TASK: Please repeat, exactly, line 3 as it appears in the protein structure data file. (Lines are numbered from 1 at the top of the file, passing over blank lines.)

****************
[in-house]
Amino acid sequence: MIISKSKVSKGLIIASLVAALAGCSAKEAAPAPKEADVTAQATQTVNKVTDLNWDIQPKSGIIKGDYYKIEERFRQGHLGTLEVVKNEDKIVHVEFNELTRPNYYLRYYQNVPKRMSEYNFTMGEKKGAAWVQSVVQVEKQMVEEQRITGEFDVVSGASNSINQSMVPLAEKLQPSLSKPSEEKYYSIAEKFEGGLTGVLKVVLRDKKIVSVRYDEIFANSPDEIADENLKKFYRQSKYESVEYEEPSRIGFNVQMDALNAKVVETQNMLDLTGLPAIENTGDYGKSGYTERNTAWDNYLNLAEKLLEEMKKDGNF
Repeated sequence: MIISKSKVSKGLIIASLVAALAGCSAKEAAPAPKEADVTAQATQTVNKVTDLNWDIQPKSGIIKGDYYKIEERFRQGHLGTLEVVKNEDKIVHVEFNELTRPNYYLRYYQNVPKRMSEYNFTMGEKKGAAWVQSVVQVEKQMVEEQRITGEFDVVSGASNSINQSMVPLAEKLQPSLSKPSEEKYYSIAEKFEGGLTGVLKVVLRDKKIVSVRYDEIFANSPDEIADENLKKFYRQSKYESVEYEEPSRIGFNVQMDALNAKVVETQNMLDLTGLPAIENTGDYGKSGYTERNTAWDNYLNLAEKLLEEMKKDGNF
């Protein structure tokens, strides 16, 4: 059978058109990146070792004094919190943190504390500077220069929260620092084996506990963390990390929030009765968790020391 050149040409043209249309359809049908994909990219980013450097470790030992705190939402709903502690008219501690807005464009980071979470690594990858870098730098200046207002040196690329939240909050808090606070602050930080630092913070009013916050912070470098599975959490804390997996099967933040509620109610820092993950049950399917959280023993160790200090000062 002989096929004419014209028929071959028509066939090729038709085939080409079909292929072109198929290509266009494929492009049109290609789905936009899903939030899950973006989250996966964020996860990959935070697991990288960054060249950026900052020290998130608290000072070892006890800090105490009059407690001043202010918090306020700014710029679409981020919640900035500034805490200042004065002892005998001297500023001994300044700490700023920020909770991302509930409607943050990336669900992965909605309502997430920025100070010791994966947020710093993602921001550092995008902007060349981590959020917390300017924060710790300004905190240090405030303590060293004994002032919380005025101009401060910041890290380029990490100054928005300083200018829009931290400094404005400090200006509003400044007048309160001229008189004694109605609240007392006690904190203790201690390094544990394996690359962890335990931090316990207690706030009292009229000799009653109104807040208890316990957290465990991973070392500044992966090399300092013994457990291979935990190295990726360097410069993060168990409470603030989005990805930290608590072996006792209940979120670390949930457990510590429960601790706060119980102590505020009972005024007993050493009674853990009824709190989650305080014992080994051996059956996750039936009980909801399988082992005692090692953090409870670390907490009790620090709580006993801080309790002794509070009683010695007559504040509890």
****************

Repeated sequence: MIISKSKVSKGLIIASLVAALAGCSAKEAAPAPKEADVTAQATQTVNKVTDLNWDIQPKSGIIKGDYYKIEERFRQGHLGTLEVVKNEDKIVHVEFNELTRPNYYLRYYQNVPKRMSEYNFTMGEKKGAAWVQSVVQVEKQMVEEQRITGEFDVVSGASNSINQSMVPLAEKLQPSLSKPSEEKYYSIAEKFEGGLTGVLKVVLRDKKIVSVRYDEIFANSPDEIADENLKKFYRQSKYESVEYEEPSRIGFNVQMDALNAKVVETQNMLDLTGLPAIENTGDYGKSGYTERNTAWDNYLNLAEKLLEEMKKDGNF